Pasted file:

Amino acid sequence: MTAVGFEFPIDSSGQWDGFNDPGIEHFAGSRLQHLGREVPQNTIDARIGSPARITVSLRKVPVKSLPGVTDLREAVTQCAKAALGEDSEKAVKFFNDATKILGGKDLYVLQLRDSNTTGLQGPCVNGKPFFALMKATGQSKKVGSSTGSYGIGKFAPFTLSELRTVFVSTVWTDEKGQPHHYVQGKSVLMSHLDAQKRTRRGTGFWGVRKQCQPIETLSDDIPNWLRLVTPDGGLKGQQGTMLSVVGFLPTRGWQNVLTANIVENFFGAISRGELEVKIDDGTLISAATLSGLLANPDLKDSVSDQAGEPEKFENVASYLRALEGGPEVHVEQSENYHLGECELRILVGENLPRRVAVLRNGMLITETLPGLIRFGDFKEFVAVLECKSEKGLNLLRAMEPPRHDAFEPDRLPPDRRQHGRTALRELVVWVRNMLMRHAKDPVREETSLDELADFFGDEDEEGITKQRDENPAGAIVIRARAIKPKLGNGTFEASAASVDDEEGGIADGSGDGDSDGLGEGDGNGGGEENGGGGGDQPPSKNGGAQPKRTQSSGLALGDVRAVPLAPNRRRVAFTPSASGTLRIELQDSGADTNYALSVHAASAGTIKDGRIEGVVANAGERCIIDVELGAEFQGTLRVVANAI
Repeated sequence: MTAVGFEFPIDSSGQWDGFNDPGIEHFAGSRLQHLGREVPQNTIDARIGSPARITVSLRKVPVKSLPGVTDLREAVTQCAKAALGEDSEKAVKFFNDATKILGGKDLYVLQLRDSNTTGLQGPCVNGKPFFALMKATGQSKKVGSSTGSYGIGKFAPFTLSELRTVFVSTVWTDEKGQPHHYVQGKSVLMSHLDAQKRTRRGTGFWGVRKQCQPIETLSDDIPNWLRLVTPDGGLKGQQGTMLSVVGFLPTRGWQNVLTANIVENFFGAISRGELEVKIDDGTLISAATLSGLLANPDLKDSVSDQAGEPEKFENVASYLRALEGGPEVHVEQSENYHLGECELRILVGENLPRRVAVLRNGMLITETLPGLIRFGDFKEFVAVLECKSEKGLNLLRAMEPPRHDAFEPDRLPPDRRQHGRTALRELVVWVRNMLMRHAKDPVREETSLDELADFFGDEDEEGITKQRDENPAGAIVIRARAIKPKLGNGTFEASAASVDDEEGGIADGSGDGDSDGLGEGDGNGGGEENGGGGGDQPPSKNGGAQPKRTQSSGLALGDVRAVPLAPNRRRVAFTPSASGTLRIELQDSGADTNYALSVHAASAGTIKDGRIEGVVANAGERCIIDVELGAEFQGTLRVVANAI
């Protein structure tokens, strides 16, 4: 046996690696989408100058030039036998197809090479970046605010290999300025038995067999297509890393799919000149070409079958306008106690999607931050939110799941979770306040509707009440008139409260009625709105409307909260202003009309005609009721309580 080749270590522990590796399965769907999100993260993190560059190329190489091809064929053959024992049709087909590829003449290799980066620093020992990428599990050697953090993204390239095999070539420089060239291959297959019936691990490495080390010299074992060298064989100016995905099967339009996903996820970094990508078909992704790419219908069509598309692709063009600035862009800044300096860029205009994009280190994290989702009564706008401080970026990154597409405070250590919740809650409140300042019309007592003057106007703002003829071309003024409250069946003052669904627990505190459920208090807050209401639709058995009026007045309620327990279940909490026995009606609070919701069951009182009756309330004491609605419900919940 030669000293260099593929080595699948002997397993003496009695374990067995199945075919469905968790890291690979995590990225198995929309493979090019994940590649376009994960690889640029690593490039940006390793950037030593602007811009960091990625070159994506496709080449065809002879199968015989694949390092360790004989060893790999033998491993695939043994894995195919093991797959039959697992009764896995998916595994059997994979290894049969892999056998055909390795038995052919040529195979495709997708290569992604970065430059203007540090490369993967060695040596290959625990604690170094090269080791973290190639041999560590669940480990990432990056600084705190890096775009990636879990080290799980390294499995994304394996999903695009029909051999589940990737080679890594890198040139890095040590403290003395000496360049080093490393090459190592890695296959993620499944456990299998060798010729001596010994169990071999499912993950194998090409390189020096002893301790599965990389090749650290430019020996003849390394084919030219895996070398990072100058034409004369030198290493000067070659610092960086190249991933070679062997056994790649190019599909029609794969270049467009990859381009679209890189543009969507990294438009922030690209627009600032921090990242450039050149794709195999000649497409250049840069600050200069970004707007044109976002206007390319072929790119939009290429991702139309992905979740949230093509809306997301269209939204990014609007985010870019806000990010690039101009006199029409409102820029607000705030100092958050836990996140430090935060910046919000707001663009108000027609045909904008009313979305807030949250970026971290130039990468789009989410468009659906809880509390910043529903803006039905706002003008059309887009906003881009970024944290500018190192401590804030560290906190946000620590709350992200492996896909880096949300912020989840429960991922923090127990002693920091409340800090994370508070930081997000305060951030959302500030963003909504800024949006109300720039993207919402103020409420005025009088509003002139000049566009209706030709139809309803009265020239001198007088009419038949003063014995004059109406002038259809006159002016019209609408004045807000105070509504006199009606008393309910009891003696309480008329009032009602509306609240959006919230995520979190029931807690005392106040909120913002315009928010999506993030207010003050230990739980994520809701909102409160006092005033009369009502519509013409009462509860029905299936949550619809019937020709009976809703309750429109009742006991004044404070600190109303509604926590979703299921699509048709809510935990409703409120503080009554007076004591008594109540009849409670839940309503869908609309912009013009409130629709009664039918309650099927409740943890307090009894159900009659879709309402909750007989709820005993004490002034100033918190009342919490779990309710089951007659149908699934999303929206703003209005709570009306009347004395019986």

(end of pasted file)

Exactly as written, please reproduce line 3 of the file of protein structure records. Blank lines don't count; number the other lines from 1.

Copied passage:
């Protein structure tokens, strides 16, 4: 046996690696989408100058030039036998197809090479970046605010290999300025038995067999297509890393799919000149070409079958306008106690999607931050939110799941979770306040509707009440008139409260009625709105409307909260202003009309005609009721309580 080749270590522990590796399965769907999100993260993190560059190329190489091809064929053959024992049709087909590829003449290799980066620093020992990428599990050697953090993204390239095999070539420089060239291959297959019936691990490495080390010299074992060298064989100016995905099967339009996903996820970094990508078909992704790419219908069509598309692709063009600035862009800044300096860029205009994009280190994290989702009564706008401080970026990154597409405070250590919740809650409140300042019309007592003057106007703002003829071309003024409250069946003052669904627990505190459920208090807050209401639709058995009026007045309620327990279940909490026995009606609070919701069951009182009756309330004491609605419900919940 030669000293260099593929080595699948002997397993003496009695374990067995199945075919469905968790890291690979995590990225198995929309493979090019994940590649376009994960690889640029690593490039940006390793950037030593602007811009960091990625070159994506496709080449065809002879199968015989694949390092360790004989060893790999033998491993695939043994894995195919093991797959039959697992009764896995998916595994059997994979290894049969892999056998055909390795038995052919040529195979495709997708290569992604970065430059203007540090490369993967060695040596290959625990604690170094090269080791973290190639041999560590669940480990990432990056600084705190890096775009990636879990080290799980390294499995994304394996999903695009029909051999589940990737080679890594890198040139890095040590403290003395000496360049080093490393090459190592890695296959993620499944456990299998060798010729001596010994169990071999499912993950194998090409390189020096002893301790599965990389090749650290430019020996003849390394084919030219895996070398990072100058034409004369030198290493000067070659610092960086190249991933070679062997056994790649190019599909029609794969270049467009990859381009679209890189543009969507990294438009922030690209627009600032921090990242450039050149794709195999000649497409250049840069600050200069970004707007044109976002206007390319072929790119939009290429991702139309992905979740949230093509809306997301269209939204990014609007985010870019806000990010690039101009006199029409409102820029607000705030100092958050836990996140430090935060910046919000707001663009108000027609045909904008009313979305807030949250970026971290130039990468789009989410468009659906809880509390910043529903803006039905706002003008059309887009906003881009970024944290500018190192401590804030560290906190946000620590709350992200492996896909880096949300912020989840429960991922923090127990002693920091409340800090994370508070930081997000305060951030959302500030963003909504800024949006109300720039993207919402103020409420005025009088509003002139000049566009209706030709139809309803009265020239001198007088009419038949003063014995004059109406002038259809006159002016019209609408004045807000105070509504006199009606008393309910009891003696309480008329009032009602509306609240959006919230995520979190029931807690005392106040909120913002315009928010999506993030207010003050230990739980994520809701909102409160006092005033009369009502519509013409009462509860029905299936949550619809019937020709009976809703309750429109009742006991004044404070600190109303509604926590979703299921699509048709809510935990409703409120503080009554007076004591008594109540009849409670839940309503869908609309912009013009409130629709009664039918309650099927409740943890307090009894159900009659879709309402909750007989709820005993004490002034100033918190009342919490779990309710089951007659149908699934999303929206703003209005709570009306009347004395019986």